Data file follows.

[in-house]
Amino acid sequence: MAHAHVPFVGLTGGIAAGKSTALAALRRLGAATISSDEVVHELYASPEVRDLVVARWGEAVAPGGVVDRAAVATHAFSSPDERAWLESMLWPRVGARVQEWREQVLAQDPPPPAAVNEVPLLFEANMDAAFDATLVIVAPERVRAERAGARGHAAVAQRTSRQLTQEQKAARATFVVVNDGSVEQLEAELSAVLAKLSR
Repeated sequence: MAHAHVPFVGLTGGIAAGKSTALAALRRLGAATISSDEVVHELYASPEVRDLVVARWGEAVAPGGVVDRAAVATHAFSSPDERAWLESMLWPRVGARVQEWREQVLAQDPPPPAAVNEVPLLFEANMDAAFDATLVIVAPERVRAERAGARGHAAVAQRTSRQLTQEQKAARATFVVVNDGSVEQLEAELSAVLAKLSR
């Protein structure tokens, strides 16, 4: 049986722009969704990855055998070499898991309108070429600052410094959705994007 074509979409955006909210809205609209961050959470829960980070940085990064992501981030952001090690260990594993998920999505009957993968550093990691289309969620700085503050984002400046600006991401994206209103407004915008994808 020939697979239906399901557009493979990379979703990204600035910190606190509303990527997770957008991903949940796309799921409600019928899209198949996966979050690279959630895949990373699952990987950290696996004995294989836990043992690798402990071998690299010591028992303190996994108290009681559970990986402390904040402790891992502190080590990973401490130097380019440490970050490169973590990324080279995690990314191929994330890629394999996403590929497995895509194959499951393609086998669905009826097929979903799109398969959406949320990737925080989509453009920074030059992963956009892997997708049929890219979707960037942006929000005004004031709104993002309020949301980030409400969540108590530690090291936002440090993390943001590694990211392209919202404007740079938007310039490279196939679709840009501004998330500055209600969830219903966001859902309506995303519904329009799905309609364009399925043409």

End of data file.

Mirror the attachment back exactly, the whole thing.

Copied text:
[in-house]
Amino acid sequence: MAHAHVPFVGLTGGIAAGKSTALAALRRLGAATISSDEVVHELYASPEVRDLVVARWGEAVAPGGVVDRAAVATHAFSSPDERAWLESMLWPRVGARVQEWREQVLAQDPPPPAAVNEVPLLFEANMDAAFDATLVIVAPERVRAERAGARGHAAVAQRTSRQLTQEQKAARATFVVVNDGSVEQLEAELSAVLAKLSR
Repeated sequence: MAHAHVPFVGLTGGIAAGKSTALAALRRLGAATISSDEVVHELYASPEVRDLVVARWGEAVAPGGVVDRAAVATHAFSSPDERAWLESMLWPRVGARVQEWREQVLAQDPPPPAAVNEVPLLFEANMDAAFDATLVIVAPERVRAERAGARGHAAVAQRTSRQLTQEQKAARATFVVVNDGSVEQLEAELSAVLAKLSR
């Protein structure tokens, strides 16, 4: 049986722009969704990855055998070499898991309108070429600052410094959705994007 074509979409955006909210809205609209961050959470829960980070940085990064992501981030952001090690260990594993998920999505009957993968550093990691289309969620700085503050984002400046600006991401994206209103407004915008994808 020939697979239906399901557009493979990379979703990204600035910190606190509303990527997770957008991903949940796309799921409600019928899209198949996966979050690279959630895949990373699952990987950290696996004995294989836990043992690798402990071998690299010591028992303190996994108290009681559970990986402390904040402790891992502190080590990973401490130097380019440490970050490169973590990324080279995690990314191929994330890629394999996403590929497995895509194959499951393609086998669905009826097929979903799109398969959406949320990737925080989509453009920074030059992963956009892997997708049929890219979707960037942006929000005004004031709104993002309020949301980030409400969540108590530690090291936002440090993390943001590694990211392209919202404007740079938007310039490279196939679709840009501004998330500055209600969830219903966001859902309506995303519904329009799905309609364009399925043409």